Where Have You Gone, Hernando de Soto?
Remember Randy “Duke” Cunningham’s “bribe list” pricing—“$50,000 for every $1 million in appropriated funds he would obtain?” There are now allegations that certain firms offered to “fabricat[e] documents out of whole cloth” to lubricate the foreclosure machine. For a mere $95, one could “recreate entire collateral file,” which is all “the documents the trustee (or the custodian as an agent of the trustee) needs to have pursuant to its obligations under the pooling and servicing agreement on behalf of the mortgage backed security holder [including] the original of the note (the borrower IOU), copies of the mortgage (the lien on the property), the securitization agreement, and title insurance.” Yves Smith draws some interesting implications:
Amar Bhide, in a 1994 Harvard Business Review article, said the US capital markets were the deepest and most liquid in major part because they were recognized around the world as being the fairest and best policed. As remarkable as it may seem now, his statement was seem as an obvious truth back then. In a mere decade, we managed to allow a “free markets” ideology on steroids to gut investor and borrower protection. The result is a train wreck in US residential mortgage securities, the biggest asset class in the world. The problems are too widespread for the authorities to pretend they don’t exist, and there is no obvious way to put this Humpty Dumpty back together.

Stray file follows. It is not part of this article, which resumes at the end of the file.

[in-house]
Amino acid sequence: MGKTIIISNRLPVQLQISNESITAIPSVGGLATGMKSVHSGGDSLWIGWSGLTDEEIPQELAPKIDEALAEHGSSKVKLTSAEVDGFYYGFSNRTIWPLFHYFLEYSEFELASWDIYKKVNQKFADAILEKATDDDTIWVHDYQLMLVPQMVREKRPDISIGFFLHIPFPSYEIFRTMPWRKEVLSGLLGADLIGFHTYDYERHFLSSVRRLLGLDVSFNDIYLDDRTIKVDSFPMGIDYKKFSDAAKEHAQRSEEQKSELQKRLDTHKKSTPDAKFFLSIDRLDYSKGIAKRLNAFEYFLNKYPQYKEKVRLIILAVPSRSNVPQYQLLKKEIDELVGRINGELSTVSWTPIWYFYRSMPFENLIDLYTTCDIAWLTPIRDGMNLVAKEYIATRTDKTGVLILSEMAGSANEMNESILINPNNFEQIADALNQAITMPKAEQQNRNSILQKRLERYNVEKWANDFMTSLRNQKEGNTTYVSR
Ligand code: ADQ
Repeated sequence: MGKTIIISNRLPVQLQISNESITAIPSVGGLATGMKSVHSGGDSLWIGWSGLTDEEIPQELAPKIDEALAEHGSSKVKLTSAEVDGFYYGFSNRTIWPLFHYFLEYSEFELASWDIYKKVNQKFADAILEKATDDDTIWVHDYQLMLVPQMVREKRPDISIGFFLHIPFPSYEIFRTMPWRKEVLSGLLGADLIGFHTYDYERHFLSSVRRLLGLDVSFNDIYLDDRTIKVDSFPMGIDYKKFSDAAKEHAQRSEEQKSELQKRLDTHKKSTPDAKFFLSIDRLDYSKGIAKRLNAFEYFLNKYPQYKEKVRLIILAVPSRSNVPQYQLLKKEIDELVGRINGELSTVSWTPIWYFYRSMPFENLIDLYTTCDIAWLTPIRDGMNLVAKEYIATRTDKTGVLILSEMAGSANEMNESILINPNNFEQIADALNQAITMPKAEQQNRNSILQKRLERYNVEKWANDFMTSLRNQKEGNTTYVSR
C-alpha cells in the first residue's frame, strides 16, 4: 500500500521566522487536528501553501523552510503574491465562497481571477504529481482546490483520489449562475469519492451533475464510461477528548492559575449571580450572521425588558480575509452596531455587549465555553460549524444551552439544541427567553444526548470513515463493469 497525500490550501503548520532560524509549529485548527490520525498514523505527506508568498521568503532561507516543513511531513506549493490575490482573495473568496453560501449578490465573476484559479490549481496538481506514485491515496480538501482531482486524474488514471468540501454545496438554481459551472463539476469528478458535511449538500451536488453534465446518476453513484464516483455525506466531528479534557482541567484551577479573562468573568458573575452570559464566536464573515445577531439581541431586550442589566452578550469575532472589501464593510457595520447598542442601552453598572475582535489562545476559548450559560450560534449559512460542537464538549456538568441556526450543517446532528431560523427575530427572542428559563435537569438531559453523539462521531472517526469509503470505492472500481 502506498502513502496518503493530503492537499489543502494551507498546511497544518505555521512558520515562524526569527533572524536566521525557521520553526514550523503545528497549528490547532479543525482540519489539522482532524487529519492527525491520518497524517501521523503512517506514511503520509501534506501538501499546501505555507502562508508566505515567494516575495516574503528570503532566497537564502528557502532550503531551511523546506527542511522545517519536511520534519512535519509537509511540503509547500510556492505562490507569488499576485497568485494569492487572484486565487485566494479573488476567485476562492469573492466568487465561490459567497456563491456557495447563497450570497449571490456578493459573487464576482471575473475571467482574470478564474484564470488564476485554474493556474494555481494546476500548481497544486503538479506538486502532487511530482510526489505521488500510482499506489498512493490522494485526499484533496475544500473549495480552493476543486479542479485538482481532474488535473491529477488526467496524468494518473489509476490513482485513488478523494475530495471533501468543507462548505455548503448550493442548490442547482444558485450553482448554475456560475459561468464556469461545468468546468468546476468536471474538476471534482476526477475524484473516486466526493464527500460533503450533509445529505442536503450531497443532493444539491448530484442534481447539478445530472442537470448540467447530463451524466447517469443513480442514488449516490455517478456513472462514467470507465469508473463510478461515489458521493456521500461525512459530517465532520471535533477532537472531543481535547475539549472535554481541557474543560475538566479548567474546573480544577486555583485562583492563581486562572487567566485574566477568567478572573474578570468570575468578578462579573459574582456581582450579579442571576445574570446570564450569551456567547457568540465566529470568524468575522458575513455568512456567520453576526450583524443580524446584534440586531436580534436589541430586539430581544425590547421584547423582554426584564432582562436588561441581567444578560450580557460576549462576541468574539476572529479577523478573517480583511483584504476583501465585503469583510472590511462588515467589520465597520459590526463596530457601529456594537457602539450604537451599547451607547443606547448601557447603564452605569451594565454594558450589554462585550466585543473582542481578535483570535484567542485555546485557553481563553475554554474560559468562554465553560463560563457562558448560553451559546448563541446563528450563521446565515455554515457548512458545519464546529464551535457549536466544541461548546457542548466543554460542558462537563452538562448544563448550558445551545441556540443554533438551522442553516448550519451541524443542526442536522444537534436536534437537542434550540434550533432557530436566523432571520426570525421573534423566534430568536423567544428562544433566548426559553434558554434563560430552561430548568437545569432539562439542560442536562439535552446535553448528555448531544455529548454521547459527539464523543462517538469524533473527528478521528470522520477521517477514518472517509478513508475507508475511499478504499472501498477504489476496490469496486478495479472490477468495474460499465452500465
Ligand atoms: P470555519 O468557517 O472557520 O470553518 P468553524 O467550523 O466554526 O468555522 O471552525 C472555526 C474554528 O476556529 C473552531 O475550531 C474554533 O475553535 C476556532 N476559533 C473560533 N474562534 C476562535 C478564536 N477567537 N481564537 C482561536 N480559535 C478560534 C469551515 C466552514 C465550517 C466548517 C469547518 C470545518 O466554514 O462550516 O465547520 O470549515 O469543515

Smith’s global perspective reminds me of two items. I once heard that, in the wake of Bush v. Gore, a representative of the OAS began a meeting by saying something along the lines of: “We are now to hear from a fragile democracy, one that has suffered severe strains but which looks capable of attaining legitimate procedures for governance. Would the United States representative please come to the dais?” And policymakers who prescribe the titling work of Hernando de Soto for Latin America might want to apply it a bit more carefully at home.